In 2003 the world was given the abysmal comic book movie, Daredevil. Mark Steven Johnson poorly directed Ben Affleck, Jennifer Garner, Colin Farrell, and Michael Clarke Duncan in what was supposed to be a gritty film based on the popular Marvel comic book property. Unfortunately the movie rights to the characters were owned by Fox Studios, who haven’t had the best track record in the genre. 2003’s Daredevil suffered from all the classic issues: poor writing, acting, and special effects. Back then, comic book movies weren’t the money making powerhouses that they are today so very little care was taken in bringing them to the silver screen. Take a look at the original trailer below and compare that to the likes of Iron Man, The Dark Knight, or the wildly successful blockbuster, The Avengers.
Fast forward to 2008, talk of a sequel was circulating in Hollywood based on the now famous Born Again comic story arc. Talks fell through and once again “old Hornhead” went back on the shelf. At this point Marvel Studios was well on its way with successful build up films for The Avengers. Marvel had now established itself as THE de facto standard for properly executed comic book movies. In 2012 we finally got some movement on the Daredevil property and a reboot seemed imminent. Fox brought in David Slade (30 Days of Night) to helm the reboot and it looked as if Fox might have actually made a proper decision for this property. Unfortunately, Slade had to leave the project due to scheduling conflicts and it left Fox Studios in a bit of a bind. October 10, 2012 is the ticking time bomb for the movie rights reverting back to Marvel Studios so Fox needed to get someone in and fast. Enter, Joe Carnahan who has directed Smokin’ Aces and The Grey. This choice in my opinion might actually be better than originally going with Slade. While Carnahan’s movies aren’t the deepest, neither were Slade’s for that matter, The Grey was certainly gritty and visceral, which might work perfectly for Daredevil.
Once again the property was moving in the right direction. Unfortunately, Carnahan had an original idea, and in Hollywood that’s not really celebrated. Talking on the Radio Dan Show here is what he had to say:
"I was brought in pretty late in the game, and my take probably didn’t help matters since they had an existing script. But I just thought that if you were going to do it, this was the way to go. This is the way that intrigued me...It was initially something I passed on because Christopher Nolan had done such a lovely job with Batman and unless you’re going to go after that trilogy, then that’s how you have to think. You can’t out-hurdle that, then what’s the point of trying? So it set the bar extraordinarily high, and I thought ‘Well, if we’re going to do this, let’s have a discussion about Hell’s Kitchen, and how it was really Hell’s Kitchen in the 70s,” so that got me really excited. But as I mentioned, the clock ticking and this kind of October drop-dead date, it wasn’t tenable. And having gone down this road in the past when you’re trying to write something and shoot it at the same time is disastrous, and I think you’d need an adequate amount of time to put that script together in the right way. My brother [Matthew Michael Carnahan (The Kingdom)] was interested in writing it with me, so we’ll see."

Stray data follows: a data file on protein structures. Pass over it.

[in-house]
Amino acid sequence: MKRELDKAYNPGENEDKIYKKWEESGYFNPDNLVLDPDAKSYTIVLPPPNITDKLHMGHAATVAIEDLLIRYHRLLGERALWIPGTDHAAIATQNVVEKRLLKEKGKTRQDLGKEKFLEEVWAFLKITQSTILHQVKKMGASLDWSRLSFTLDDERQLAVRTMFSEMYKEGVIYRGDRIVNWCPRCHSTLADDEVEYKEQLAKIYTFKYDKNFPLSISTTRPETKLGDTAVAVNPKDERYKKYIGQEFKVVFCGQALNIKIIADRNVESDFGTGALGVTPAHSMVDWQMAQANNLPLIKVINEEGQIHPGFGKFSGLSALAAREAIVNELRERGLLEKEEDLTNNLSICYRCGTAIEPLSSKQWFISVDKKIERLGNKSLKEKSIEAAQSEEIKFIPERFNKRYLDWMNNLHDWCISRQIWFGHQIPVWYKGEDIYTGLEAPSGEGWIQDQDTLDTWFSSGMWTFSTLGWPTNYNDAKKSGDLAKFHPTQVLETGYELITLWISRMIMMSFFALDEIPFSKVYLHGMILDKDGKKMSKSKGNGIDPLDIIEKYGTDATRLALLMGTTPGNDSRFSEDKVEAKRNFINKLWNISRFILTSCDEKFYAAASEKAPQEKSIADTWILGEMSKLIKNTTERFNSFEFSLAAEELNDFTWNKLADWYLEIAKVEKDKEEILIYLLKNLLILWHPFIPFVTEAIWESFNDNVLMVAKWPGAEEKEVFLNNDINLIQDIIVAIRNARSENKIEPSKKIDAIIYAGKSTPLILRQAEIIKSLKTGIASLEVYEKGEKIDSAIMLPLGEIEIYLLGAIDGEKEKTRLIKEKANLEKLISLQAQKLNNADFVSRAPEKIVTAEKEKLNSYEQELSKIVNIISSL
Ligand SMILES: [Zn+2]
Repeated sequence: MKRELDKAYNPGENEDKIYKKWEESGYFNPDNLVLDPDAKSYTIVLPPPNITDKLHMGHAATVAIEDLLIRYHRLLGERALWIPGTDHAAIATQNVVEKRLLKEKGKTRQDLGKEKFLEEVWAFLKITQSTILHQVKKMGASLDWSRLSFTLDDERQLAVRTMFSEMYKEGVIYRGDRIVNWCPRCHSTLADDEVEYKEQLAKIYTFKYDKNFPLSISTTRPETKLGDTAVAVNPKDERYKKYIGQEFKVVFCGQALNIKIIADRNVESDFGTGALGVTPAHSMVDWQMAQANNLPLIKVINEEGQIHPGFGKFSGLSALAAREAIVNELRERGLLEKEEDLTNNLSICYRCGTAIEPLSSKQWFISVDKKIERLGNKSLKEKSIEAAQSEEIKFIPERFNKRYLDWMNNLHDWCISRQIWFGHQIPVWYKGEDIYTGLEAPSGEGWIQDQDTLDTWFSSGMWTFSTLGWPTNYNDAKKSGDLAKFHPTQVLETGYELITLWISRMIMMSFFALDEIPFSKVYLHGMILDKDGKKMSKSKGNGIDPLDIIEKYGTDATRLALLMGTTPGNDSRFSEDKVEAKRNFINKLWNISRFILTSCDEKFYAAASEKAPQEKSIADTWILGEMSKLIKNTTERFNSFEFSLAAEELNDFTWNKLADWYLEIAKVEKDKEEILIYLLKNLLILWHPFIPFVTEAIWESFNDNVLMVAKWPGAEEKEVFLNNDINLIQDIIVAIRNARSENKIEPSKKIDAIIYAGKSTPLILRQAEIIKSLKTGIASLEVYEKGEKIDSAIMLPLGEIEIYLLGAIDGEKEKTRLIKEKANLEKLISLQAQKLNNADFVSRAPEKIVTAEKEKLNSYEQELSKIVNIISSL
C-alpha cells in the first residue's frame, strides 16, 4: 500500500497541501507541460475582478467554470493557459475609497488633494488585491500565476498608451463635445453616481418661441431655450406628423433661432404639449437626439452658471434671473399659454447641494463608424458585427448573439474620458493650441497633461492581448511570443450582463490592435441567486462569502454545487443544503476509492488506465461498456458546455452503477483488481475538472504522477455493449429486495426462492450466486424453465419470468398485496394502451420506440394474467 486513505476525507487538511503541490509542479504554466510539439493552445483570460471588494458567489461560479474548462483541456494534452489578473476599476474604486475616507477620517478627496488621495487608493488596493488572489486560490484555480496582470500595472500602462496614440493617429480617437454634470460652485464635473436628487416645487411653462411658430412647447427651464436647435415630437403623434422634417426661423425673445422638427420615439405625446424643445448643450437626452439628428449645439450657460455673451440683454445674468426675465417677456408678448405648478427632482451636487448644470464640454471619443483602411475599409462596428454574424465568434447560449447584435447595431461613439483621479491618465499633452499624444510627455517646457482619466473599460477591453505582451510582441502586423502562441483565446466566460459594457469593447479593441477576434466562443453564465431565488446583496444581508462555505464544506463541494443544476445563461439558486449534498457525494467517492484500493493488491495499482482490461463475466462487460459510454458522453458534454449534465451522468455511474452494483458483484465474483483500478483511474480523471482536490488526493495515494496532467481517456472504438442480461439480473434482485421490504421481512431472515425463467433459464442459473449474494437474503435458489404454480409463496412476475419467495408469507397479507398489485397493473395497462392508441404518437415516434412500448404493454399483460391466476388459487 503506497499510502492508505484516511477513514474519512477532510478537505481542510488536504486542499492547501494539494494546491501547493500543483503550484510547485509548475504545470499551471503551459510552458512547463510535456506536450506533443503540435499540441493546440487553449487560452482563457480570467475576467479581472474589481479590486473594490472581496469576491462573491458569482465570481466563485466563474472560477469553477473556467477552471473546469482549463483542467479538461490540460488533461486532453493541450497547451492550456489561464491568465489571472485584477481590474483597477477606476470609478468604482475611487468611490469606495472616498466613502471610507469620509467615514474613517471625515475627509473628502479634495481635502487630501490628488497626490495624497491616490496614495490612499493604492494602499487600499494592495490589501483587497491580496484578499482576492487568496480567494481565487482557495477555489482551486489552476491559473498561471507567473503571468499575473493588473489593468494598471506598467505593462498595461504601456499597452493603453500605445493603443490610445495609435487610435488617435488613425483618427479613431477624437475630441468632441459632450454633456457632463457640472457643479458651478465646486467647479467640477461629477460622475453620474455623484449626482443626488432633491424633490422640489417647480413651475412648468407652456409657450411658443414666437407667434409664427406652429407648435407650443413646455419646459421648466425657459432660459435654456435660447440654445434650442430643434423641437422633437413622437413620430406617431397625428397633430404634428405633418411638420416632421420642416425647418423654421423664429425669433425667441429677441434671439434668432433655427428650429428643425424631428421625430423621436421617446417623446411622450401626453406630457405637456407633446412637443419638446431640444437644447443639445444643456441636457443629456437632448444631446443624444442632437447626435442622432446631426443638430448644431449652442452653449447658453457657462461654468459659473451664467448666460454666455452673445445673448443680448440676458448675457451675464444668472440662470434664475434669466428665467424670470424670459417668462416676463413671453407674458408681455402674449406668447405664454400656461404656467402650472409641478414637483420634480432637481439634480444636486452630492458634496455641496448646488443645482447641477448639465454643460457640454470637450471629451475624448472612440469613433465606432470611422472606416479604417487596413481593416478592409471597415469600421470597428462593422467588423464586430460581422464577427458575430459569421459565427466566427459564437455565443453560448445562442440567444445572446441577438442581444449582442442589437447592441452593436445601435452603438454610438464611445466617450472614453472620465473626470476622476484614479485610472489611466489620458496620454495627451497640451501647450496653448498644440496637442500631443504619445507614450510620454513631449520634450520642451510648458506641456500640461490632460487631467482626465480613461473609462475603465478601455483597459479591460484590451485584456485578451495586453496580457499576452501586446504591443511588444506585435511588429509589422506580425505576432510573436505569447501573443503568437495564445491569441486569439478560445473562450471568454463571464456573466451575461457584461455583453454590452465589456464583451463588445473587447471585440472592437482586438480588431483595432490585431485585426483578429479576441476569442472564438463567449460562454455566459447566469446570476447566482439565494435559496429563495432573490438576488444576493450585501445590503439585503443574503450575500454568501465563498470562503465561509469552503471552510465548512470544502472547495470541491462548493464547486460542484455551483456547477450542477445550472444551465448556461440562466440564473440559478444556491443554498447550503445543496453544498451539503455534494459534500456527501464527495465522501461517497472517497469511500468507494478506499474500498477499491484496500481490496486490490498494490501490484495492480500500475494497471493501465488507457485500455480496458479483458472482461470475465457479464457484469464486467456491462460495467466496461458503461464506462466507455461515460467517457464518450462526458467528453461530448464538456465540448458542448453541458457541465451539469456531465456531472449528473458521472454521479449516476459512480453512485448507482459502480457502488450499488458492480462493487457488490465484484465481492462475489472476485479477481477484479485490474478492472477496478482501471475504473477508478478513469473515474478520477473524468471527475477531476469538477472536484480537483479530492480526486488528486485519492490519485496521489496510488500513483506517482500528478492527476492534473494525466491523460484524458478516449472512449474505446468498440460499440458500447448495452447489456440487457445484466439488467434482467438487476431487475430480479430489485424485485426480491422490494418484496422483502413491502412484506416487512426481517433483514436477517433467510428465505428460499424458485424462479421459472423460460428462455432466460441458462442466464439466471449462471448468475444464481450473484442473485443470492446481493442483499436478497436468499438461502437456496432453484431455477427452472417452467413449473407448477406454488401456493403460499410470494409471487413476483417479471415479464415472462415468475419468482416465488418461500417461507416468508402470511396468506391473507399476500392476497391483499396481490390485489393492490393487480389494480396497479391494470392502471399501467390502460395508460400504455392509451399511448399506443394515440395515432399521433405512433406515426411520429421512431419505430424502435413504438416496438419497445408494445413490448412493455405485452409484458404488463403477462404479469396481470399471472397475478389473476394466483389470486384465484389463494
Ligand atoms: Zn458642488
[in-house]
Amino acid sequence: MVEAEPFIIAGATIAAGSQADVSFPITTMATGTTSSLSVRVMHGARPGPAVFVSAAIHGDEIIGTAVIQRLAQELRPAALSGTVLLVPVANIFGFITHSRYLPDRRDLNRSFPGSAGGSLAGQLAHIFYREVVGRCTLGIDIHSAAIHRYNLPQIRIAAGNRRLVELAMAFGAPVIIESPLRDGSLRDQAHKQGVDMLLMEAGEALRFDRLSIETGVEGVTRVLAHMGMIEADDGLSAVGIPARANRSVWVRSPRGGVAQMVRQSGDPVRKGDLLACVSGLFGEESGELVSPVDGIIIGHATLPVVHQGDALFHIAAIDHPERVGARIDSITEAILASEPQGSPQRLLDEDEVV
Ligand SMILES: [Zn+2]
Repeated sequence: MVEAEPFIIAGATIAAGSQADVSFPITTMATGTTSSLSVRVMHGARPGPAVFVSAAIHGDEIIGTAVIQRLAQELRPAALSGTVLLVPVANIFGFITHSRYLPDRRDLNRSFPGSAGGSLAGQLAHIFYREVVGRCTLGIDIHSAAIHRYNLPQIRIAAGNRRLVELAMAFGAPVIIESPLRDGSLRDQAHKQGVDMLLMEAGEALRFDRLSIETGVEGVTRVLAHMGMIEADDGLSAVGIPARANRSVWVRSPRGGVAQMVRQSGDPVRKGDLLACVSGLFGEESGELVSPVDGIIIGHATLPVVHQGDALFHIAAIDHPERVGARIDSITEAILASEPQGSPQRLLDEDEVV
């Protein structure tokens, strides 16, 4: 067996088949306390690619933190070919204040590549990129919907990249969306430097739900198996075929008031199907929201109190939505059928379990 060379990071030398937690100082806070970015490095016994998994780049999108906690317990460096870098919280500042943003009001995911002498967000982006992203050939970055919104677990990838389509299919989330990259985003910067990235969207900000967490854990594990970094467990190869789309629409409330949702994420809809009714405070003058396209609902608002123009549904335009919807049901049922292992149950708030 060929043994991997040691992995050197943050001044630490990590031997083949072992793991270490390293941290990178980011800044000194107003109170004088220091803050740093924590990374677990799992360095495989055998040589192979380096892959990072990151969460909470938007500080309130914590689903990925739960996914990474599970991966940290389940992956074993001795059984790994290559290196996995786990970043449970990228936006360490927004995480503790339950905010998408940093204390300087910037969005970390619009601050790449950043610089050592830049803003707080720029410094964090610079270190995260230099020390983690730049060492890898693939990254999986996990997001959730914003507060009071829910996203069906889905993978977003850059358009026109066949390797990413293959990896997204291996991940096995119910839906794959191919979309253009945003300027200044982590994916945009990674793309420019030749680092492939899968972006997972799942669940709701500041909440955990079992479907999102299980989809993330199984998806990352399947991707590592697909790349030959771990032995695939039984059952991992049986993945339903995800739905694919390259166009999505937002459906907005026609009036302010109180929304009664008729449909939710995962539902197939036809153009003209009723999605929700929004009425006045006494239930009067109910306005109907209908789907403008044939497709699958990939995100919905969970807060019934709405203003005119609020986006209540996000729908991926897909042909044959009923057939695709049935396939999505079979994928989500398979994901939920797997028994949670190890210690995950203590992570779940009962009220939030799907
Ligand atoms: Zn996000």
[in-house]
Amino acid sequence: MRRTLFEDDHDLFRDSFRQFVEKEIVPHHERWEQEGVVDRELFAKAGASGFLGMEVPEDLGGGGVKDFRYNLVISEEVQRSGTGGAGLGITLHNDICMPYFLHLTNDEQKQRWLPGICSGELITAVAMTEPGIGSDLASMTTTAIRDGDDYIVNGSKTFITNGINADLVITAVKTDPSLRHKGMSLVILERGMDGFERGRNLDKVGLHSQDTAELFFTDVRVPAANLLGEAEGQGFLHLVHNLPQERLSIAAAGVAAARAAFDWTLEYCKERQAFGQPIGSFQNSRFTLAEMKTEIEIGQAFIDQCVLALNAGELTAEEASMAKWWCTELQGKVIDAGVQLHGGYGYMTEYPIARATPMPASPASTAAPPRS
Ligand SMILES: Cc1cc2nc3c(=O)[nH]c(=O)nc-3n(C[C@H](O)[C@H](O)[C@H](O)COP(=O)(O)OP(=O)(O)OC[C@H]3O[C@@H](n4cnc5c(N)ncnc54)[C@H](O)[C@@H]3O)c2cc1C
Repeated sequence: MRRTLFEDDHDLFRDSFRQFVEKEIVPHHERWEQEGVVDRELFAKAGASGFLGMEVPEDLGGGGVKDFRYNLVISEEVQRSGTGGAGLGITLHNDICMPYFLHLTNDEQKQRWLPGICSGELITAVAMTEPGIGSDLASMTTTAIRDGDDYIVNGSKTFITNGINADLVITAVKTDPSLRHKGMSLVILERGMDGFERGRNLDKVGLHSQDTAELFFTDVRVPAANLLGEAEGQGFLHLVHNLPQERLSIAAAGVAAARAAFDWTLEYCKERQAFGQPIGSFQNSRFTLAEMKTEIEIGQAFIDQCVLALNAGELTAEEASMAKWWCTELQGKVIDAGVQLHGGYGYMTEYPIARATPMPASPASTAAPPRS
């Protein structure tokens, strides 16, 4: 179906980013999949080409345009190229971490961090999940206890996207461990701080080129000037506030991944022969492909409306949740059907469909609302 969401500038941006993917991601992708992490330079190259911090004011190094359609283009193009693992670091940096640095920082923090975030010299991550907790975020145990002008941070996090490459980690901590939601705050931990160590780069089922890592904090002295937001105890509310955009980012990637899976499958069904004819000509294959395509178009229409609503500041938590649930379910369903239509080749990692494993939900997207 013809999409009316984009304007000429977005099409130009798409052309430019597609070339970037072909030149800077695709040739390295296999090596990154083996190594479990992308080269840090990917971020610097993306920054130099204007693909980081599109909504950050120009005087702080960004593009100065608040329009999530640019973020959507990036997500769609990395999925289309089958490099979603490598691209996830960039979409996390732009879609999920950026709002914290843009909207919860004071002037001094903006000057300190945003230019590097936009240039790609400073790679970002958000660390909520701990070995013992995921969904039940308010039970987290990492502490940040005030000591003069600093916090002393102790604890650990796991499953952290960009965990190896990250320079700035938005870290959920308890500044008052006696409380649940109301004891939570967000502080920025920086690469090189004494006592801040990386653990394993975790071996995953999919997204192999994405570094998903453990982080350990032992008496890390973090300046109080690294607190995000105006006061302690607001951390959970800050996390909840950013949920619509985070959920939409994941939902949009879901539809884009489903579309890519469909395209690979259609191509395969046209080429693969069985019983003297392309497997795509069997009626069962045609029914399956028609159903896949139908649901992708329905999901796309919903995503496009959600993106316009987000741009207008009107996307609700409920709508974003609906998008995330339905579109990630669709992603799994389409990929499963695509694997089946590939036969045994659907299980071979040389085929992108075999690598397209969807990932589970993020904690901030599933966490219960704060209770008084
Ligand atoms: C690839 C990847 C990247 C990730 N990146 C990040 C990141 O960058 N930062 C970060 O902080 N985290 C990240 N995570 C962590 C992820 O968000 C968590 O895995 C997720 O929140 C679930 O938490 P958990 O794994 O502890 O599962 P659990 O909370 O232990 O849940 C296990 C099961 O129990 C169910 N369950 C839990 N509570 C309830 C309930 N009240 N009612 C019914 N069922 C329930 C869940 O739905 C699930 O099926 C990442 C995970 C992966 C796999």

I can’t see how Carnahan thought that Fox would go for a 70s version of Daredevil, but honestly it’s such a great idea. Hell’s Kitchen of the 1970s in much grittier than it is now, a newly gentrified part of New York City. However, I think Fox could have just made Hell’s Kitchen a rough area in the movie and brought it into modern times. However, Carnahan was pushing for not just the 70s decade, but the very unique qualities of that time:
"As I’m finishing my kind of re-imagining of Death Wish, I think the 70s is figuring into my conscious and subconscious mind right now. I think it was the last time music and movies were just tremendous. We just cranked out some great stuff. I think that’s why the sizzle reel is able to be kind of abstract because people have such great fondness in their hearts for that decade, particularly the early part of that decade. I’m excited; you know the idea of having Daredevil on top of a building somewhere with the Serpico marquee in the background was enough, that image was enough, for me to want to make the movie."
The two things that stick out for me about Carnahan’s quote is Death Wish and Serpico. Those two films give you a real insight into what he had in mind. A Serpico-esque comic book movie would be very much in line with what Christopher Nolan did in The Dark Knight; a real crime drama. So at the end of the day, Fox was not able to get all its ducks in a row and make the Daredevil reboot happen. Come October 10th Marvel Studios will once again own the movie rights. However, this makes one thing certain, we won’t be seeing Daredevil on the big screen for quite a while. With Marvel’s dance card full I’m not so sure Daredevil is a top priority for them. That being said, Daredevil is a gritty version of Spider-Man in a lot of ways, so maybe Marvel will bump him up so they can get a popular street level hero sub-universe (still apart of the regular Marvel Cinematic Universe) going. Imagine a street level hero sub-universe with Daredevil, the Punisher, Blade, and should the rights revert, Ghost Rider. The movie rights going back to Marvel might just be the start of something great. A carved out space in the MCU under the tag of Marvel Knights that is all R-rated would be a fresh take. While movies like The Avengers would be the flagship, a nice niche of violent, profane, and visceral action flicks based on anti-heroes fighting crime bosses would be sublime if done right. Bring on the Marvel Knights.
image via filmofilia.com